Feminist Frequency’s 2015 Annual Report

January 26, 2016

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The Feminist Frequency team is pleased to present our annual report for 2015. The report features a list of our accomplishments throughout the year, highlights from media coverage, our financial information, some fun data about who watches our videos and how, and our plans for the new year, which we’re very excited about.

We hope you’ll take a moment to join us in looking back at 2015 and looking ahead to 2016; we think you’re gonna love some of what we have in the works.

Download the Feminist Frequency 2015 Annual Report [PDF].

Strategic Butt Coverings

January 19, 2016

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This episode examines the ways in which designers often employ camera angles and clothing choices as tools to deliberately sexualize and objectify female protagonists of third-person games. To illustrate that this is no accident, we contrast the ways in which women’s butts are frequently emphasized with the great lengths often taken to avoid calling attention to the butts of male characters. We then present some examples of female-led third-person games that humanize rather than objectify their protagonists.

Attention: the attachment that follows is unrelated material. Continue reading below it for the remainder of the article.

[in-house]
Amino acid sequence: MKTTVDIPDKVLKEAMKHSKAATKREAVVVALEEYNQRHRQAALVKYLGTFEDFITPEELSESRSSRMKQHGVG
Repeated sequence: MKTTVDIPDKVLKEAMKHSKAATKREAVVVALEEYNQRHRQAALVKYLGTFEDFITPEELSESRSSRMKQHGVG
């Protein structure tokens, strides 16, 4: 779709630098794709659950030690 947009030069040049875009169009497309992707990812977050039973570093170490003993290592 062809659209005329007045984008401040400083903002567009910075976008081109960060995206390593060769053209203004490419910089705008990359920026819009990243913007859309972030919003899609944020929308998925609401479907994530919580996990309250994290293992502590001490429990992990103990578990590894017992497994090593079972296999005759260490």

This is the first episode in season two of Tropes vs. Women in Video Games. For more on the format changes accompanying season two, please see our announcement here: https://www.kickstarter.com/projects/566429325/tropes-vs-women-in-video-games/posts/1469466

Press Image for Media Use: https://www.flickr.com/photos/femfreq/23844341504

ABOUT THE SERIES
The Tropes vs Women in Video Games project aims to examine the plot devices and patterns most often associated with female characters in gaming from a systemic, big picture perspective. This series will include critical analysis of many beloved games and characters, but remember that it is both possible (and even necessary) to simultaneously enjoy media while also being critical of it’s more problematic or pernicious aspects. This video series is created by Anita Sarkeesian and the project was funded by 6968 awesome backers on Kickstarter.com

37 GAMES REFERENCED IN THIS EPISODE
Alan Wake (2010)
Alice: Madness Returns (2011)
Assassin’s Creed (2007)
Batman: Arkham City (2011)